Said, “And creating a nuisance.” And they all came back, shook my hand,
And we had a great time on the bench, talkin about crime, mother stabbing,
Father raping, all kinds of groovy things that we was talking about on the
Bench. And everything was fine, we was smoking cigarettes and all kinds of
Things, until the Sargeant came over, had some paper in his hand, held it
Up and said.

“Kids, this-piece-of-paper’s-got-47-words-37-sentences-58-words-we-wanna-
Know-details-of-the-crime-time-of-the-crime-and-any-other-kind-of-thing-
You-gotta-say-pertaining-to-and-about-the-crime-I-want-to-know-arresting-
Officer’s-name-and-any-other-kind-of-thing-you-gotta-say”, and talked for
Forty-five minutes and nobody understood a word that he said, but we had
Fun filling out the forms and playing with the pencils on the bench there,
And I filled out the massacre with the four part harmony, and wrote it
Down there, just like it was, and everything was fine and I put down the
Pencil, and I turned over the piece of paper, and there, there on the
Other side, in the middle of the other side, away from everything else on
The other side, in parentheses, capital letters, quotated, read the
Following words:

(“KID, HAVE YOU REHABILITATED YOURSELF?”)

I went over to the Sargent, said, “Sargeant, you got a lot a damn gall to
Ask me if I’ve rehabilitated myself, I mean, I mean, I mean that just, I’m
Sittin’ here on the bench, I mean I’m sitting here on the Group W bench
’cause you want to know if I’m moral enough join the army, burn women,
Kids, houses and villages after bein’ a litterbug. ” He looked at me and
Said, “Kid, we don’t like your kind, and we’re gonna send you fingerprints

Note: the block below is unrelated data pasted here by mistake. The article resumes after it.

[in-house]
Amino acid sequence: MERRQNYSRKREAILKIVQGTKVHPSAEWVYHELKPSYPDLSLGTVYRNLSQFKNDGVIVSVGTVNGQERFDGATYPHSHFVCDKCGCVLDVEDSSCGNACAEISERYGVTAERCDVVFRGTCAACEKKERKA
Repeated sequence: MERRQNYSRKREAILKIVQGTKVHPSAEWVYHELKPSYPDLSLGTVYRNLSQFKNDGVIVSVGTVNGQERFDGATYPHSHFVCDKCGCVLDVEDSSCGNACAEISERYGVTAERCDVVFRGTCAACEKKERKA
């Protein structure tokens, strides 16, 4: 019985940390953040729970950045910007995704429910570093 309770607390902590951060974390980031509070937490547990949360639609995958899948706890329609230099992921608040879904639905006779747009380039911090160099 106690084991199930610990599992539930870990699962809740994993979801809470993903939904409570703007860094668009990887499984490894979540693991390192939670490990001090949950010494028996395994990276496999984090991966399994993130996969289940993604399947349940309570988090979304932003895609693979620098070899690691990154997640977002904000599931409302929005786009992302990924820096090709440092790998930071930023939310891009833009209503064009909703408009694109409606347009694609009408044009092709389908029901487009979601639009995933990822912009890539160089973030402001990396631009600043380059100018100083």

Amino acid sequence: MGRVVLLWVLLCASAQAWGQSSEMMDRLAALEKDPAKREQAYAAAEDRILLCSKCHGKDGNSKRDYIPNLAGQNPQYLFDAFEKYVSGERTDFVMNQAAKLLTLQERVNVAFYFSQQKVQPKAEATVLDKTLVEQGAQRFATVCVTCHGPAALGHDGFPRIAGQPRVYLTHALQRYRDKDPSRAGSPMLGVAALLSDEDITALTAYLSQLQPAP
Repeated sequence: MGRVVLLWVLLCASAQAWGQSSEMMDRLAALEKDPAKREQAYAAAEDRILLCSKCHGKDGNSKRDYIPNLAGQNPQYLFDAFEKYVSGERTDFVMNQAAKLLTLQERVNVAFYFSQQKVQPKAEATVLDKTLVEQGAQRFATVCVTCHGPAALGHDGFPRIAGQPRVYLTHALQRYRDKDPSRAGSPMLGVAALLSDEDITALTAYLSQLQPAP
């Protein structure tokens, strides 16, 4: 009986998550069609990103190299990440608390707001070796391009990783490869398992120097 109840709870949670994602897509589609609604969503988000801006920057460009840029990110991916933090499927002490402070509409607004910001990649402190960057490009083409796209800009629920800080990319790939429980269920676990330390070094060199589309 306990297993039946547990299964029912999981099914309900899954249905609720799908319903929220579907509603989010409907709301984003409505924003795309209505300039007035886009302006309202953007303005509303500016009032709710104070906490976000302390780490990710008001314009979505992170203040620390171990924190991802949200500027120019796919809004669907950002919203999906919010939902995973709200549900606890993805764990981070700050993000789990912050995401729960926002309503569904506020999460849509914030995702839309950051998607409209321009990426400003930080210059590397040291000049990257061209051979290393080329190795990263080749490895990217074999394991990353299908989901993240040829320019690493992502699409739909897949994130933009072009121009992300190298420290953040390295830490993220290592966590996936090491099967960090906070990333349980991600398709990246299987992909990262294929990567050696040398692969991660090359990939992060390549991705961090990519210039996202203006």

Off to Washington. ”

And friends, somewhere in Washington enshrined in some little folder, is a
study in black and white of my fingerprints. And the only reason I’m
singing you this song now is cause you may know somebody in a similar
situation, or you may be in a similar situation, and if your in a
situation like that there’s only one thing you can do and that’s walk into
The shrink wherever you are, just walk in say “Shrink, You can get
Anything you want, at Alice’s restaurant. “. And walk out. You know, if
One person, just one person does it they may think he’s really sick and
They won’t take him. And if two people, two people do it, in harmony,
They may think they’re both faggots and they won’t take either of them.
And three people do it, three, can you imagine, three people walking in
Singin a bar of Alice’s Restaurant and walking out. They may think it’s an
Organization. And can you, can you imagine fifty people a day, I said
Fifty people a day walking in singing a bar of Alice’s Restaurant and
Walking out. And friends they may think it’s a movement.

And that’s what it is, the Alice’s Restaurant Anti-Massacre Movement, and
All you got to do to join is sing it the next time it comes around on the
Guitar.

With feeling. So we’ll wait for it to come around on the guitar, here and
Sing it when it does. Here it comes.

You can get anything you want, at Alice’s Restaurant
You can get anything you want, at Alice’s Restaurant
Walk right in it’s around the back
Just a half a mile from the railroad track
You can get anything you want, at Alice’s Restaurant

That was horrible. If you want to end war and stuff you got to sing loud.
I’ve been singing this song now for twenty-five minutes. I could sing it
For another twenty-five minutes. I’m not proud… Or tired.

So we’ll wait till it comes around again, and this time with four part
Harmony and feeling.

We’re just waitin’ for it to come around is what we’re doing.

All right now.

You can get anything you want, at Alice’s Restaurant
Excepting Alice
You can get anything you want, at Alice’s Restaurant
Walk right in it’s around the back
Just a half a mile from the railroad track
You can get anything you want, at Alice’s Restaurant

Da da da da da da da dum
At Alice’s Restaurant